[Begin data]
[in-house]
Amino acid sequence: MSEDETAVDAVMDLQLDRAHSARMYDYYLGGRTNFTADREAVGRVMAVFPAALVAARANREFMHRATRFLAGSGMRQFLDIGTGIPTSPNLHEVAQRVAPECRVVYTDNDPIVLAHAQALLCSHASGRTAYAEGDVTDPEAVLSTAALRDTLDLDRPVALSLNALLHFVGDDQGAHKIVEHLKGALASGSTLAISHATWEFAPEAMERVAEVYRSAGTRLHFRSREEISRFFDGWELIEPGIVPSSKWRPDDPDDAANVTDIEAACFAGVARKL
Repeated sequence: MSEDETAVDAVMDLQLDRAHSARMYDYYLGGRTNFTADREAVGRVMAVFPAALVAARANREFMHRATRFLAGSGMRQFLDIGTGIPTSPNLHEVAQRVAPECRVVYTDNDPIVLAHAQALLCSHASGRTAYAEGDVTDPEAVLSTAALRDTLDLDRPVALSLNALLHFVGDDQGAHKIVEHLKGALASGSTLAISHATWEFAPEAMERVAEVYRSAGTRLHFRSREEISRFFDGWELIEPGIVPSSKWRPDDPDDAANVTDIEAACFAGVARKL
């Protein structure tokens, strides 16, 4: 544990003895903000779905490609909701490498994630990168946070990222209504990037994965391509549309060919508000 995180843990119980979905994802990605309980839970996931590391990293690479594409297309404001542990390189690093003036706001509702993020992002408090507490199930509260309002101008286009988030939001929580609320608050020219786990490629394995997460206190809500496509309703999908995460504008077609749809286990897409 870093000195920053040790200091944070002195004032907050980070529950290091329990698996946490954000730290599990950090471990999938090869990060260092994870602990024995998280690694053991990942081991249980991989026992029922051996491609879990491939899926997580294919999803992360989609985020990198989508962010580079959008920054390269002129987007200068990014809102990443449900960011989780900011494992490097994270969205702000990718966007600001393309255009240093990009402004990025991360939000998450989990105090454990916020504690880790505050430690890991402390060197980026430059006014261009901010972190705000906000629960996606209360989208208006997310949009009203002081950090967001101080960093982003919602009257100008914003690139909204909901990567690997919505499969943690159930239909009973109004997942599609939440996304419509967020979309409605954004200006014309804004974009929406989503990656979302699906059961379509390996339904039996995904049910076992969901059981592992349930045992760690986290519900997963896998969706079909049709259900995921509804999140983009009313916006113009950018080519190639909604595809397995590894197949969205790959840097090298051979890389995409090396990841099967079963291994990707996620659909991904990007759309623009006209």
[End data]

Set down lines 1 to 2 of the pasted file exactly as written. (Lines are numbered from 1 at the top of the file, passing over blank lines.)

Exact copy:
[in-house]
Amino acid sequence: MSEDETAVDAVMDLQLDRAHSARMYDYYLGGRTNFTADREAVGRVMAVFPAALVAARANREFMHRATRFLAGSGMRQFLDIGTGIPTSPNLHEVAQRVAPECRVVYTDNDPIVLAHAQALLCSHASGRTAYAEGDVTDPEAVLSTAALRDTLDLDRPVALSLNALLHFVGDDQGAHKIVEHLKGALASGSTLAISHATWEFAPEAMERVAEVYRSAGTRLHFRSREEISRFFDGWELIEPGIVPSSKWRPDDPDDAANVTDIEAACFAGVARKL